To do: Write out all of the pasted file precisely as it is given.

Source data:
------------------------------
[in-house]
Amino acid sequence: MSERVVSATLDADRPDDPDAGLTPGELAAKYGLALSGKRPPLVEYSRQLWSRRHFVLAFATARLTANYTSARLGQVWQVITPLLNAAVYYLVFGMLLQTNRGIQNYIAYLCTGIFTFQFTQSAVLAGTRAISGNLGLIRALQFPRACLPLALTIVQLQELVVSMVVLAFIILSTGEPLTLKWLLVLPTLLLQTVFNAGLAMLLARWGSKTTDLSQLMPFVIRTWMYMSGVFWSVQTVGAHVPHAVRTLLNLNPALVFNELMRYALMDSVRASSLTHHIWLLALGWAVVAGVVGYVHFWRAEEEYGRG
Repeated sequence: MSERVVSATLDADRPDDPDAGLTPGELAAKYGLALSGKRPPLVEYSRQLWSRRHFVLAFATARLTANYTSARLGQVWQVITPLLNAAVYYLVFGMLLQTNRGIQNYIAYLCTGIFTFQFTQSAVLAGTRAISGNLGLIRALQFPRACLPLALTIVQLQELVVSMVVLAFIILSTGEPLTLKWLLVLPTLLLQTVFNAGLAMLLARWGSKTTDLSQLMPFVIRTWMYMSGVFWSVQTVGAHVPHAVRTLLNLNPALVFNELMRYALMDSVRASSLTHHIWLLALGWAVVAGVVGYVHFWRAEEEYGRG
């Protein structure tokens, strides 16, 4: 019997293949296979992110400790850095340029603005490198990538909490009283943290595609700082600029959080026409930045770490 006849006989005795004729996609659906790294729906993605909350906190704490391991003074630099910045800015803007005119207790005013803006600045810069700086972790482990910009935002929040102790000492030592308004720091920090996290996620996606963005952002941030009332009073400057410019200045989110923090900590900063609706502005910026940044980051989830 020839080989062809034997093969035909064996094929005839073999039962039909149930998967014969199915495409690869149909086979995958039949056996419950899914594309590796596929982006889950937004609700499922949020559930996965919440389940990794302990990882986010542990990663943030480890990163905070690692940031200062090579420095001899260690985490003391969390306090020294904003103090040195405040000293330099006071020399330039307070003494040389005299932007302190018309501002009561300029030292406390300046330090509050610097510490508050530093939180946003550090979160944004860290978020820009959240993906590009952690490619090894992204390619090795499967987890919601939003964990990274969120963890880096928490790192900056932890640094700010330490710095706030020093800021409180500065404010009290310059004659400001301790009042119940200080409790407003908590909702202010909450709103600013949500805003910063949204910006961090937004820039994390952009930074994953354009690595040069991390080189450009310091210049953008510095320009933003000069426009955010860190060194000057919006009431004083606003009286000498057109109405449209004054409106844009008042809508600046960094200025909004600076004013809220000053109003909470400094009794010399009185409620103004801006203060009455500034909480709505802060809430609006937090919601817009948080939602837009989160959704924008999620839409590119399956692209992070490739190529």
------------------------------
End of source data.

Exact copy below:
[in-house]
Amino acid sequence: MSERVVSATLDADRPDDPDAGLTPGELAAKYGLALSGKRPPLVEYSRQLWSRRHFVLAFATARLTANYTSARLGQVWQVITPLLNAAVYYLVFGMLLQTNRGIQNYIAYLCTGIFTFQFTQSAVLAGTRAISGNLGLIRALQFPRACLPLALTIVQLQELVVSMVVLAFIILSTGEPLTLKWLLVLPTLLLQTVFNAGLAMLLARWGSKTTDLSQLMPFVIRTWMYMSGVFWSVQTVGAHVPHAVRTLLNLNPALVFNELMRYALMDSVRASSLTHHIWLLALGWAVVAGVVGYVHFWRAEEEYGRG
Repeated sequence: MSERVVSATLDADRPDDPDAGLTPGELAAKYGLALSGKRPPLVEYSRQLWSRRHFVLAFATARLTANYTSARLGQVWQVITPLLNAAVYYLVFGMLLQTNRGIQNYIAYLCTGIFTFQFTQSAVLAGTRAISGNLGLIRALQFPRACLPLALTIVQLQELVVSMVVLAFIILSTGEPLTLKWLLVLPTLLLQTVFNAGLAMLLARWGSKTTDLSQLMPFVIRTWMYMSGVFWSVQTVGAHVPHAVRTLLNLNPALVFNELMRYALMDSVRASSLTHHIWLLALGWAVVAGVVGYVHFWRAEEEYGRG
């Protein structure tokens, strides 16, 4: 019997293949296979992110400790850095340029603005490198990538909490009283943290595609700082600029959080026409930045770490 006849006989005795004729996609659906790294729906993605909350906190704490391991003074630099910045800015803007005119207790005013803006600045810069700086972790482990910009935002929040102790000492030592308004720091920090996290996620996606963005952002941030009332009073400057410019200045989110923090900590900063609706502005910026940044980051989830 020839080989062809034997093969035909064996094929005839073999039962039909149930998967014969199915495409690869149909086979995958039949056996419950899914594309590796596929982006889950937004609700499922949020559930996965919440389940990794302990990882986010542990990663943030480890990163905070690692940031200062090579420095001899260690985490003391969390306090020294904003103090040195405040000293330099006071020399330039307070003494040389005299932007302190018309501002009561300029030292406390300046330090509050610097510490508050530093939180946003550090979160944004860290978020820009959240993906590009952690490619090894992204390619090795499967987890919601939003964990990274969120963890880096928490790192900056932890640094700010330490710095706030020093800021409180500065404010009290310059004659400001301790009042119940200080409790407003908590909702202010909450709103600013949500805003910063949204910006961090937004820039994390952009930074994953354009690595040069991390080189450009310091210049953008510095320009933003000069426009955010860190060194000057919006009431004083606003009286000498057109109405449209004054409106844009008042809508600046960094200025909004600076004013809220000053109003909470400094009794010399009185409620103004801006203060009455500034909480709505802060809430609006937090919601817009948080939602837009989160959704924008999620839409590119399956692209992070490739190529």